At the risk of being a Grinch and spoiling your excitement for whatever gadgets Santa planted under your tree this year, they’re about to look antiquated. The 2011 Consumer Electronics Show in Las Vegas, the largest tech exhibition in the United States, is now only a week away. Typically, CES has been a fall show where much of what exhibitors show off won’t actually find its way to shelves until the second half of the year, but the market moves too quickly now and most of what you ‘ll see will actually show up in the first half.
One of the things you won’t see is Google TV, because the initial reviews were so bad that Google wants to pull back and finish the product. As with all CES shows, I expect we’ll wish a few other companies had decided to do the same.
Unfortunately, Google won’t be ready for tablets until the 2.4 release of Android, and 2.3 just came out. This means that while the show will be awash with tablets, most will be junk, and there is a chance that Apple will announce an early refresh for the iPad just to screw things up. The tablet efforts worth paying attention to in 2011 will be the HP-Palm product, and RIM’s PlayBook. Of the two, only the PlayBook is truly ready for public consumption, though HP could have a spoiler early preview, or a hint of the Palm. So, while there will be a massive amount of tablets at the show, most folks will likely still prefer the iPad, unless RIM pulls an upset.
However, what will be at the show is a massive number of iPad accessories. Expect car mounts, wall mounts, innovative chargers, better cases and keyboards, screen protectors, and anything that can be thought up and pumped out of factories in Asia. Booster batteries and a rather impressive number of applications will likely make this CES a coming-out party for the only major CE product that won’t actually be showcased at the show. It remains somewhat ironic that CES is increasingly a showcase for Apple, even though Apple doesn’t participate.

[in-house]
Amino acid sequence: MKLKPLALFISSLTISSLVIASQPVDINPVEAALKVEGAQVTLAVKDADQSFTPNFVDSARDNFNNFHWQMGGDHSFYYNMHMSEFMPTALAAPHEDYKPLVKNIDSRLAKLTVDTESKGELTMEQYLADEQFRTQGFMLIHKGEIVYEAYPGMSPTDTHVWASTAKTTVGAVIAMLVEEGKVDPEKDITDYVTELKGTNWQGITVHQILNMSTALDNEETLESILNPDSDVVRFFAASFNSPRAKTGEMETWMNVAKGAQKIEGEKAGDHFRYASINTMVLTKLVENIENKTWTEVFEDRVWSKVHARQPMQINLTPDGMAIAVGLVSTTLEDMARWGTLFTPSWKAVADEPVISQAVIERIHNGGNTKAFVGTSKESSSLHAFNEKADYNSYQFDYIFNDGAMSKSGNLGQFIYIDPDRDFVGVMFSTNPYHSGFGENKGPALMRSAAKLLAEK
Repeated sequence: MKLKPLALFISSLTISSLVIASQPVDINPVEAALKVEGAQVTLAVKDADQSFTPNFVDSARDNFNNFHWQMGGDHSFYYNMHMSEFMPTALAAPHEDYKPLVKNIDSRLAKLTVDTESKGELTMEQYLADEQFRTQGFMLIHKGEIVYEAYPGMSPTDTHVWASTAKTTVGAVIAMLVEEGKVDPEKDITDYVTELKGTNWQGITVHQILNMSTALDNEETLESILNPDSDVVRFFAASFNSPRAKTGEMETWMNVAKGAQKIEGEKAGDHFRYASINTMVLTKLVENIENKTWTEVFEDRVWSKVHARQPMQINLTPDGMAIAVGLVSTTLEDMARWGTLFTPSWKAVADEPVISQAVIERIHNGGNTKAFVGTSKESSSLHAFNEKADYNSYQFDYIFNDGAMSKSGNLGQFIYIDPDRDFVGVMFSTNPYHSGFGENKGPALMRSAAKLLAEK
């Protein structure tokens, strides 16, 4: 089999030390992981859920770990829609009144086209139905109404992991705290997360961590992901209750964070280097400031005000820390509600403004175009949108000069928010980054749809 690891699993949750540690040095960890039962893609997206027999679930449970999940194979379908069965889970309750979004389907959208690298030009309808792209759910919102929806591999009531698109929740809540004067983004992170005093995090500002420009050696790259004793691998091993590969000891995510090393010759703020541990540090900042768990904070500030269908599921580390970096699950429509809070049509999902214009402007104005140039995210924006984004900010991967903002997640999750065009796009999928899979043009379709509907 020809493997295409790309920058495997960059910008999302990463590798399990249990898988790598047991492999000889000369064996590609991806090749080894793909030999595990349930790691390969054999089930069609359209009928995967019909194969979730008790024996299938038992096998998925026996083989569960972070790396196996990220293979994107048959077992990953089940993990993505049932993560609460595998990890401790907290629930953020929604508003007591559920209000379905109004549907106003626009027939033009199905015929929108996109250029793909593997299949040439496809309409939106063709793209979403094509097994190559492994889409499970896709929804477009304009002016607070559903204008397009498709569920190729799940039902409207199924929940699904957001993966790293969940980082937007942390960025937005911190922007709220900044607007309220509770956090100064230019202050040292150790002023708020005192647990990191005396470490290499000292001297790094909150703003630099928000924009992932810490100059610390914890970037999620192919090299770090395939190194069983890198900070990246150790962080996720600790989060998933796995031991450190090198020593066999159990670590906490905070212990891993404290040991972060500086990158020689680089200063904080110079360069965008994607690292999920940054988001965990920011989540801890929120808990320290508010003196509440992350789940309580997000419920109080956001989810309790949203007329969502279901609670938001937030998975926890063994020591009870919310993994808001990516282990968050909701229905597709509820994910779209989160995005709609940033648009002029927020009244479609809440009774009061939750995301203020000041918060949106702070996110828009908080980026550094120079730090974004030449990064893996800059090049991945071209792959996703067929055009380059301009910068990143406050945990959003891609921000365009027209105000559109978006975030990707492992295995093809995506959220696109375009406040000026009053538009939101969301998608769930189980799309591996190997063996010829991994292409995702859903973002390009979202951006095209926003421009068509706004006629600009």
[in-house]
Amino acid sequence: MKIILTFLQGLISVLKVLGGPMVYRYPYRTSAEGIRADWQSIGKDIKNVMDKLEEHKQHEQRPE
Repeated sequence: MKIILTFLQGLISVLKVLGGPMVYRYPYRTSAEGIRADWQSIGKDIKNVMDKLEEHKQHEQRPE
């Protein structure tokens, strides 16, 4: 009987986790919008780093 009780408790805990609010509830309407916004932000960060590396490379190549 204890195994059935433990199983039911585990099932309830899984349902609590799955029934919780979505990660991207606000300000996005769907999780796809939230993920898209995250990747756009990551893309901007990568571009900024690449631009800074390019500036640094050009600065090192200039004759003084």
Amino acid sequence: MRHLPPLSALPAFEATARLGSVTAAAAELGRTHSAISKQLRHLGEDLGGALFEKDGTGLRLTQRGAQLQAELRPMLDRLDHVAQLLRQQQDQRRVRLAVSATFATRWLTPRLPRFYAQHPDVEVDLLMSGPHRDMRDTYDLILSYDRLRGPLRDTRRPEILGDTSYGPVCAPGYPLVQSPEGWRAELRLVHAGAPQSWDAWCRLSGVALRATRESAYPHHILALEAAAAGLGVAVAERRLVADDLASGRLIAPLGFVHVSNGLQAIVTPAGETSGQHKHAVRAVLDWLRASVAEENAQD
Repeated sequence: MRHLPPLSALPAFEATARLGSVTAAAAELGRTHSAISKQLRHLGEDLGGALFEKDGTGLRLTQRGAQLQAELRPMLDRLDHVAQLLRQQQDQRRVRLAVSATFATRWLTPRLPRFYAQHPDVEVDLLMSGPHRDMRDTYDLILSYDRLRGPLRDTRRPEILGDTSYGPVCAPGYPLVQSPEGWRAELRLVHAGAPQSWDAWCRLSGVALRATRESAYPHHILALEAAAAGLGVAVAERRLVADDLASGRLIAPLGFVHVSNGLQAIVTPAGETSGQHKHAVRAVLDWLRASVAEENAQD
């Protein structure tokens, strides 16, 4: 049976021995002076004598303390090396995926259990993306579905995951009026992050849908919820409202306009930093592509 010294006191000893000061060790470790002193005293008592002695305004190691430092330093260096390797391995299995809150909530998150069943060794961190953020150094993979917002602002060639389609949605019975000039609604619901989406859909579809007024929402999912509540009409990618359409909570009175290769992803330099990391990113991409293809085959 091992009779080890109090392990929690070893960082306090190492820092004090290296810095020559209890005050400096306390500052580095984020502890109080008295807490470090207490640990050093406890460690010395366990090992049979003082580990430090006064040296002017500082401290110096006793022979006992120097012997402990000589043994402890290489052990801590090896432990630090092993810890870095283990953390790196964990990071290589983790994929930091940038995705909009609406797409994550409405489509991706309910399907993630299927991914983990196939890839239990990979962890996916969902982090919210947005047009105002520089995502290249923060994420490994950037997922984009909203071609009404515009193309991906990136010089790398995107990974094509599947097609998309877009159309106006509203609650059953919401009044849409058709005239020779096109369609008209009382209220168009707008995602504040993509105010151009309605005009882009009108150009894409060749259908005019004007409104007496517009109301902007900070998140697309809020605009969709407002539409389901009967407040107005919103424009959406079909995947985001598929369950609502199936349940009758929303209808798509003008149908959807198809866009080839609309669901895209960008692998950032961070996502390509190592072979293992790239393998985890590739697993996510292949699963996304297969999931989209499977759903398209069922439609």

3D TVs aren’t selling very well this year, but at CES 2011 you will suddenly see a surge of 3D content pouring out for them. Last CES was more like a teaser, with hardware but nothing really to show on it. This CES promises to fix that with products that not only showcase 3D better, but that can convert 2D DVDs into 3D-like products. Look for much lower cost active-shutter glasses, big drops in 3D TV prices and lots of stunning content for both displays.
We had a warning of this a few days ago when LG announced its first Nvidia-Tegra-2-based superphone. Slated to be the next big thing in the smartphone wars, these multi-core machines should drive vastly better multi-tasking while improving both single- and multi-threaded application performance. Most, if not all, of these phones should offer 4G as well, providing what may be the biggest single bump in performance ever, and giving us an early look at what might be in the fifth-generation iPhone. And if it isn’t, the fifth-generation iPhone may look old at launch. (I’m betting Jobs won’t let that happen).
I have been seeing a huge number of relatively small, high-performance notebooks using AMD’s new Fusion architecture as vendors ramp up for their CES presentations. Small, light, fast, and cheap, they represent AMD’s best answer to the question of what should be in a laptop computer. CES is AMD’s big chance to show it can truly take Intel to the mat, and the company and partners will enter with guns blazing.